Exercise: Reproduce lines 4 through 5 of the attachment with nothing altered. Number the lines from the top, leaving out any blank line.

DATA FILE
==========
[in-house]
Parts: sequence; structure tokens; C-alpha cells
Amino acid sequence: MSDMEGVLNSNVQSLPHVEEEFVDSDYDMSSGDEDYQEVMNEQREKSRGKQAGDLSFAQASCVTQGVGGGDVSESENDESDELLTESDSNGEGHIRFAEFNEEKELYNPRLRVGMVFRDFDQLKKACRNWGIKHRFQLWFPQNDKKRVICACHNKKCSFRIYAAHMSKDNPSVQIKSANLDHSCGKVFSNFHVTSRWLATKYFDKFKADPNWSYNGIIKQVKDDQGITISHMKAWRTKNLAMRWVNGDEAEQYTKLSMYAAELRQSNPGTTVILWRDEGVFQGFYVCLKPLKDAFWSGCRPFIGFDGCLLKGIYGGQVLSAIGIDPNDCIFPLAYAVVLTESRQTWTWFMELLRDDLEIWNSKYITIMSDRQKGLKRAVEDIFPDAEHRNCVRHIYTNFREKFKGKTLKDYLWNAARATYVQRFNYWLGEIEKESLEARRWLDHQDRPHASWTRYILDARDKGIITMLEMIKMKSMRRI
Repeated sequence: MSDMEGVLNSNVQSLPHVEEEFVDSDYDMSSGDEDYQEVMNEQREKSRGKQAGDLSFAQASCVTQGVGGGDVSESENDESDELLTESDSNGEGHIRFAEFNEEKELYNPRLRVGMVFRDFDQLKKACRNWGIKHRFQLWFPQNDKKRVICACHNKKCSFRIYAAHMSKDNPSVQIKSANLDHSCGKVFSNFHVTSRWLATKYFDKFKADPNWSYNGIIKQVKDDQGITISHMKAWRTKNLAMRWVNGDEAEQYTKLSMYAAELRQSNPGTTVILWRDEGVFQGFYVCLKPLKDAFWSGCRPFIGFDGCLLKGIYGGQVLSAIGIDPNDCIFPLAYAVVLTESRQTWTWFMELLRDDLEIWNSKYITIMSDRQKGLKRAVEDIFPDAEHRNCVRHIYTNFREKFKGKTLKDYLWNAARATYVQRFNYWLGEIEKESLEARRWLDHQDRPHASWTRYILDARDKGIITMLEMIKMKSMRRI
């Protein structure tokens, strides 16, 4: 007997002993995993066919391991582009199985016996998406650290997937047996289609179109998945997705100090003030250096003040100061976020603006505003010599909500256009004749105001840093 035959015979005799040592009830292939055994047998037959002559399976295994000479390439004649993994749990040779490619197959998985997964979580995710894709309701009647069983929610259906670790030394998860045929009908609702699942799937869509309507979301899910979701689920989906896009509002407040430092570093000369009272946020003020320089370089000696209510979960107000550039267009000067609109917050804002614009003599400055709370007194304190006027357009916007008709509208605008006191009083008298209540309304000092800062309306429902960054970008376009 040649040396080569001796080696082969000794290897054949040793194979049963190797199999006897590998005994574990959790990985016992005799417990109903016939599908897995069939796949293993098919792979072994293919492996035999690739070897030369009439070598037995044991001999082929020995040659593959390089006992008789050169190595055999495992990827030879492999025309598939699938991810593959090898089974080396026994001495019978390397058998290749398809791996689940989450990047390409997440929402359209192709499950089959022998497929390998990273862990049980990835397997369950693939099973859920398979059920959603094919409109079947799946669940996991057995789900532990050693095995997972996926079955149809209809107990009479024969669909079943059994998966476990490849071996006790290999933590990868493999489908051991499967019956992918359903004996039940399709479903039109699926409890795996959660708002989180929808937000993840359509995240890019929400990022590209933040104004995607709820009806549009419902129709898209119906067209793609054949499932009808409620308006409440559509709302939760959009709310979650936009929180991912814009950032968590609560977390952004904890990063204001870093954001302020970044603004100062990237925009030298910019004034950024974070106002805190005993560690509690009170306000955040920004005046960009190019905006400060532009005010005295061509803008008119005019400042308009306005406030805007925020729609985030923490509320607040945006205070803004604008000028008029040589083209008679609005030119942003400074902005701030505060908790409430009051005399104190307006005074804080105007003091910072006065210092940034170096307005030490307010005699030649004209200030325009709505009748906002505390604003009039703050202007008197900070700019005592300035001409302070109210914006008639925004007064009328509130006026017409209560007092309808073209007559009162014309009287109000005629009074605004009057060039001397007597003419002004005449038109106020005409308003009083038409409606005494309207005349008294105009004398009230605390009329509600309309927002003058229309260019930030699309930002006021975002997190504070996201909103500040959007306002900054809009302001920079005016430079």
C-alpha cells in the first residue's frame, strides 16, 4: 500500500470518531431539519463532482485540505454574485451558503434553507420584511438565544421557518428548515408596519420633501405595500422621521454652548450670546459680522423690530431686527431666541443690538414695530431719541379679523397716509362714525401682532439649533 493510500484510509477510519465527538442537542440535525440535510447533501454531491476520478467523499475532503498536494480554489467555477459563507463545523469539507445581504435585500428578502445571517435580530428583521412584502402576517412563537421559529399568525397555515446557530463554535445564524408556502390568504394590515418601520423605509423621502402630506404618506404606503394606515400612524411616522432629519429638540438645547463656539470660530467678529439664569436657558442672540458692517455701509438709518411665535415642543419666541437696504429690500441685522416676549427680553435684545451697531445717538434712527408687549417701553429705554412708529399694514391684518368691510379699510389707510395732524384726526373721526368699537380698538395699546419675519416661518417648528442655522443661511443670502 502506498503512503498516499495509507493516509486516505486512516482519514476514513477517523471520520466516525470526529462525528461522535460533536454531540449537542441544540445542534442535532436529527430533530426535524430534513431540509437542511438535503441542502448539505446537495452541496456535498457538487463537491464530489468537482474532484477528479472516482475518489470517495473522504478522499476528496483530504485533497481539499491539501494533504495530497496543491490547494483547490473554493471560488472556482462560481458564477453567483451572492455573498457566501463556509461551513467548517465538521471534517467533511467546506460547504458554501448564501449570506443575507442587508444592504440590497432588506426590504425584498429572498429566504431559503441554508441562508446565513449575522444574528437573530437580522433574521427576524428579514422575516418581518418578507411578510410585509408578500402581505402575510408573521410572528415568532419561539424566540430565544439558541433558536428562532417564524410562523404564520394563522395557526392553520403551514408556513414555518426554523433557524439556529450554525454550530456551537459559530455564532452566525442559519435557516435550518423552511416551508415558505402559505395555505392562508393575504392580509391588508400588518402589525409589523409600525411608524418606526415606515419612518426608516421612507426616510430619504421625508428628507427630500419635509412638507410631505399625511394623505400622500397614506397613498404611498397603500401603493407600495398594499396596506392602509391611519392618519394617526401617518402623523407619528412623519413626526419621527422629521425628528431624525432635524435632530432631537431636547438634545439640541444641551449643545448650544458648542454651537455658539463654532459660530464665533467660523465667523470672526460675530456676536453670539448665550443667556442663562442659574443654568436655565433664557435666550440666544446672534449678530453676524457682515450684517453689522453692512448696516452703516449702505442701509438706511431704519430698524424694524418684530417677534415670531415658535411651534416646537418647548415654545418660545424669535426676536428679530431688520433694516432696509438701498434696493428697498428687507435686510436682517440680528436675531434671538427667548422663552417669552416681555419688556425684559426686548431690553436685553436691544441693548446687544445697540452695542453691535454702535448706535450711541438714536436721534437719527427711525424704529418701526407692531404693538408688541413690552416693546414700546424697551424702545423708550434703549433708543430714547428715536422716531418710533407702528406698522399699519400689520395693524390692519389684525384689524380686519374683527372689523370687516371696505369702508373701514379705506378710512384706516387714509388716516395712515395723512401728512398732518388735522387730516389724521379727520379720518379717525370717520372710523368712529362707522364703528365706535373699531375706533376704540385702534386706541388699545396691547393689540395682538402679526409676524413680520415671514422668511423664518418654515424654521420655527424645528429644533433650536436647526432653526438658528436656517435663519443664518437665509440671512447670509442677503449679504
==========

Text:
Repeated sequence: MSDMEGVLNSNVQSLPHVEEEFVDSDYDMSSGDEDYQEVMNEQREKSRGKQAGDLSFAQASCVTQGVGGGDVSESENDESDELLTESDSNGEGHIRFAEFNEEKELYNPRLRVGMVFRDFDQLKKACRNWGIKHRFQLWFPQNDKKRVICACHNKKCSFRIYAAHMSKDNPSVQIKSANLDHSCGKVFSNFHVTSRWLATKYFDKFKADPNWSYNGIIKQVKDDQGITISHMKAWRTKNLAMRWVNGDEAEQYTKLSMYAAELRQSNPGTTVILWRDEGVFQGFYVCLKPLKDAFWSGCRPFIGFDGCLLKGIYGGQVLSAIGIDPNDCIFPLAYAVVLTESRQTWTWFMELLRDDLEIWNSKYITIMSDRQKGLKRAVEDIFPDAEHRNCVRHIYTNFREKFKGKTLKDYLWNAARATYVQRFNYWLGEIEKESLEARRWLDHQDRPHASWTRYILDARDKGIITMLEMIKMKSMRRI
């Protein structure tokens, strides 16, 4: 007997002993995993066919391991582009199985016996998406650290997937047996289609179109998945997705100090003030250096003040100061976020603006505003010599909500256009004749105001840093 035959015979005799040592009830292939055994047998037959002559399976295994000479390439004649993994749990040779490619197959998985997964979580995710894709309701009647069983929610259906670790030394998860045929009908609702699942799937869509309507979301899910979701689920989906896009509002407040430092570093000369009272946020003020320089370089000696209510979960107000550039267009000067609109917050804002614009003599400055709370007194304190006027357009916007008709509208605008006191009083008298209540309304000092800062309306429902960054970008376009 040649040396080569001796080696082969000794290897054949040793194979049963190797199999006897590998005994574990959790990985016992005799417990109903016939599908897995069939796949293993098919792979072994293919492996035999690739070897030369009439070598037995044991001999082929020995040659593959390089006992008789050169190595055999495992990827030879492999025309598939699938991810593959090898089974080396026994001495019978390397058998290749398809791996689940989450990047390409997440929402359209192709499950089959022998497929390998990273862990049980990835397997369950693939099973859920398979059920959603094919409109079947799946669940996991057995789900532990050693095995997972996926079955149809209809107990009479024969669909079943059994998966476990490849071996006790290999933590990868493999489908051991499967019956992918359903004996039940399709479903039109699926409890795996959660708002989180929808937000993840359509995240890019929400990022590209933040104004995607709820009806549009419902129709898209119906067209793609054949499932009808409620308006409440559509709302939760959009709310979650936009929180991912814009950032968590609560977390952004904890990063204001870093954001302020970044603004100062990237925009030298910019004034950024974070106002805190005993560690509690009170306000955040920004005046960009190019905006400060532009005010005295061509803008008119005019400042308009306005406030805007925020729609985030923490509320607040945006205070803004604008000028008029040589083209008679609005030119942003400074902005701030505060908790409430009051005399104190307006005074804080105007003091910072006065210092940034170096307005030490307010005699030649004209200030325009709505009748906002505390604003009039703050202007008197900070700019005592300035001409302070109210914006008639925004007064009328509130006026017409209560007092309808073209007559009162014309009287109000005629009074605004009057060039001397007597003419002004005449038109106020005409308003009083038409409606005494309207005349008294105009004398009230605390009329509600309309927002003058229309260019930030699309930002006021975002997190504070996201909103500040959007306002900054809009302001920079005016430079």